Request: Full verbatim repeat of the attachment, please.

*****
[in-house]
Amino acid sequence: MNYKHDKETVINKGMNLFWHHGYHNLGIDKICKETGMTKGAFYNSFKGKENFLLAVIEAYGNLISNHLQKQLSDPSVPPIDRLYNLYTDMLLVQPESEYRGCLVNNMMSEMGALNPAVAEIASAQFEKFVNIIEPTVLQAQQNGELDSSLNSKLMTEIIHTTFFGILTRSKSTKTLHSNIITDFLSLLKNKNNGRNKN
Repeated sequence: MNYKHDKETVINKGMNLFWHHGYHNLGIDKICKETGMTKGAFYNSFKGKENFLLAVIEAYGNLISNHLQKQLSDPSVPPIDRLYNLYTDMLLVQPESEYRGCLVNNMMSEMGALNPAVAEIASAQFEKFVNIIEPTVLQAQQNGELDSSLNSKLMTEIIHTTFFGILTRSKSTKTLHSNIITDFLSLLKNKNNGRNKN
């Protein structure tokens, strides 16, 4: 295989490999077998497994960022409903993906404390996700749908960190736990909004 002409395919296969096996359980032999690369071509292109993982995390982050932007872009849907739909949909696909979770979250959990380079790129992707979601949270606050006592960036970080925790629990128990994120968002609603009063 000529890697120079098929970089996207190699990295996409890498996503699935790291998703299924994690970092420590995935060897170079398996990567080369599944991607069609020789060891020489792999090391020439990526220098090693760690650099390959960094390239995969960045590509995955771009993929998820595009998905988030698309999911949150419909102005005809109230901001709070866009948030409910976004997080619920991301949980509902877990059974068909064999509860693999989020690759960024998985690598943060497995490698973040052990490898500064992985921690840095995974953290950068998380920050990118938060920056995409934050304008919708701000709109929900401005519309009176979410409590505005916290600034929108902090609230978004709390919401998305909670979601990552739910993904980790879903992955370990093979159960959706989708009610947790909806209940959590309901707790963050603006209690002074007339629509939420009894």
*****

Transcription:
[in-house]
Amino acid sequence: MNYKHDKETVINKGMNLFWHHGYHNLGIDKICKETGMTKGAFYNSFKGKENFLLAVIEAYGNLISNHLQKQLSDPSVPPIDRLYNLYTDMLLVQPESEYRGCLVNNMMSEMGALNPAVAEIASAQFEKFVNIIEPTVLQAQQNGELDSSLNSKLMTEIIHTTFFGILTRSKSTKTLHSNIITDFLSLLKNKNNGRNKN
Repeated sequence: MNYKHDKETVINKGMNLFWHHGYHNLGIDKICKETGMTKGAFYNSFKGKENFLLAVIEAYGNLISNHLQKQLSDPSVPPIDRLYNLYTDMLLVQPESEYRGCLVNNMMSEMGALNPAVAEIASAQFEKFVNIIEPTVLQAQQNGELDSSLNSKLMTEIIHTTFFGILTRSKSTKTLHSNIITDFLSLLKNKNNGRNKN
């Protein structure tokens, strides 16, 4: 295989490999077998497994960022409903993906404390996700749908960190736990909004 002409395919296969096996359980032999690369071509292109993982995390982050932007872009849907739909949909696909979770979250959990380079790129992707979601949270606050006592960036970080925790629990128990994120968002609603009063 000529890697120079098929970089996207190699990295996409890498996503699935790291998703299924994690970092420590995935060897170079398996990567080369599944991607069609020789060891020489792999090391020439990526220098090693760690650099390959960094390239995969960045590509995955771009993929998820595009998905988030698309999911949150419909102005005809109230901001709070866009948030409910976004997080619920991301949980509902877990059974068909064999509860693999989020690759960024998985690598943060497995490698973040052990490898500064992985921690840095995974953290950068998380920050990118938060920056995409934050304008919708701000709109929900401005519309009176979410409590505005916290600034929108902090609230978004709390919401998305909670979601990552739910993904980790879903992955370990093979159960959706989708009610947790909806209940959590309901707790963050603006209690002074007339629509939420009894």